Sunday, 16 July 2017

Mystery Candlestick

A Sanna resident reports, "I found this pewter candlestick at the water's edge at low tide on the main beach at Sanna. It wasn't buried when I found it but was in a spot where the sands change regularly with the storms. Could it have been washed ashore? It's hard to imagine how. Were it, say, off a ship, surely it would have stayed were it landed."

Does anyone know how old this might be, or have any idea how it might have appeared at Sanna?

Many thanks to the Sanna resident for the picture and story.


  1. Haha, probably fell out of a Vikings rucksack! Seriously, would love to know more....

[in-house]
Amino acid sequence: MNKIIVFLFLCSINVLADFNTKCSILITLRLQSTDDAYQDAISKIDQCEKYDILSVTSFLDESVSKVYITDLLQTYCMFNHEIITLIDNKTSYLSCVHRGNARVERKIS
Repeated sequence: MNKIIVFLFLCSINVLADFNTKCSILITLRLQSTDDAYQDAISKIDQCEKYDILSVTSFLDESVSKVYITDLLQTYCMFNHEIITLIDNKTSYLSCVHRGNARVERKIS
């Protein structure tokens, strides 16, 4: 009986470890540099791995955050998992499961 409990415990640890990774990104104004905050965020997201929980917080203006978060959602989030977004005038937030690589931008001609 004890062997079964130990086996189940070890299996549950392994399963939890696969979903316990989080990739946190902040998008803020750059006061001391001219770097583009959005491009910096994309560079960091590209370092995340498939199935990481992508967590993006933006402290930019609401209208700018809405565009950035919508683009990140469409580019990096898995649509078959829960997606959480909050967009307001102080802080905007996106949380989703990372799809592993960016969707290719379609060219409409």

2. Many thanks to PE and GT whose researches have suggested that it may be a late 18th / early 19th century English Georgian single pewter candlestick - see

  3. From Chris Mycock: Re the candlestick, what a shame it's a bit battered.

    As to how it got on the shoreline, consider that before the advent of municipal rubbish collections, folk used to dump their rubbish wherever they could - for a modern equivalent, think fly-tipping. The nearest stream, or - for those who lived along the shore, the sea - would have been a very convenient dustbin. For example, where the burns run into Broadford Bay at Waterloo, Skye, it's not hard to find 19th and early 20th century water-worn glass, potsherds, even building débris.

    My guess is that the candlestick was dumped into the sea along with other household waste. However, given the late 18th/early 19th century date, a romanticist's view could be that it found its way there during the Clearances.